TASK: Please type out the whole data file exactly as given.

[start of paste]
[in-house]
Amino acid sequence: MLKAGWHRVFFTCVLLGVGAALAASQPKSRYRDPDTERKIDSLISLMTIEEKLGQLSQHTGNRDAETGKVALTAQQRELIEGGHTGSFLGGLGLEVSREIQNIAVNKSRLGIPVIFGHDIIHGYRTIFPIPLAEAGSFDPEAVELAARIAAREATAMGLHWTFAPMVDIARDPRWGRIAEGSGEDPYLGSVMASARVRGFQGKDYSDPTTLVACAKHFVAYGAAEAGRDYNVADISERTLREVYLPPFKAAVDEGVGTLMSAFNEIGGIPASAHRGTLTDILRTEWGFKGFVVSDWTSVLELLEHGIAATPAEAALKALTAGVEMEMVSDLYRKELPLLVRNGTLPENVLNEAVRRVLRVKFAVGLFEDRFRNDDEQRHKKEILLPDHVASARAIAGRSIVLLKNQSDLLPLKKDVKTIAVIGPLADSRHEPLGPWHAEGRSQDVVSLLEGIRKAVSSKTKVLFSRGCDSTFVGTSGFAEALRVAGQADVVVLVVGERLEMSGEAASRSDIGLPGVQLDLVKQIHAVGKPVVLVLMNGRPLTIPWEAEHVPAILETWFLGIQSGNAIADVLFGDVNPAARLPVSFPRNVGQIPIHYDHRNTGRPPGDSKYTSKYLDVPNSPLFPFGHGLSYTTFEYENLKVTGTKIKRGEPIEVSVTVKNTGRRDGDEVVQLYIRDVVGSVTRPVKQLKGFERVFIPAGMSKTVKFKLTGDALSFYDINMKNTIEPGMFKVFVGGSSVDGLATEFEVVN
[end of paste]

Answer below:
[in-house]
Amino acid sequence: MLKAGWHRVFFTCVLLGVGAALAASQPKSRYRDPDTERKIDSLISLMTIEEKLGQLSQHTGNRDAETGKVALTAQQRELIEGGHTGSFLGGLGLEVSREIQNIAVNKSRLGIPVIFGHDIIHGYRTIFPIPLAEAGSFDPEAVELAARIAAREATAMGLHWTFAPMVDIARDPRWGRIAEGSGEDPYLGSVMASARVRGFQGKDYSDPTTLVACAKHFVAYGAAEAGRDYNVADISERTLREVYLPPFKAAVDEGVGTLMSAFNEIGGIPASAHRGTLTDILRTEWGFKGFVVSDWTSVLELLEHGIAATPAEAALKALTAGVEMEMVSDLYRKELPLLVRNGTLPENVLNEAVRRVLRVKFAVGLFEDRFRNDDEQRHKKEILLPDHVASARAIAGRSIVLLKNQSDLLPLKKDVKTIAVIGPLADSRHEPLGPWHAEGRSQDVVSLLEGIRKAVSSKTKVLFSRGCDSTFVGTSGFAEALRVAGQADVVVLVVGERLEMSGEAASRSDIGLPGVQLDLVKQIHAVGKPVVLVLMNGRPLTIPWEAEHVPAILETWFLGIQSGNAIADVLFGDVNPAARLPVSFPRNVGQIPIHYDHRNTGRPPGDSKYTSKYLDVPNSPLFPFGHGLSYTTFEYENLKVTGTKIKRGEPIEVSVTVKNTGRRDGDEVVQLYIRDVVGSVTRPVKQLKGFERVFIPAGMSKTVKFKLTGDALSFYDINMKNTIEPGMFKVFVGGSSVDGLATEFEVVN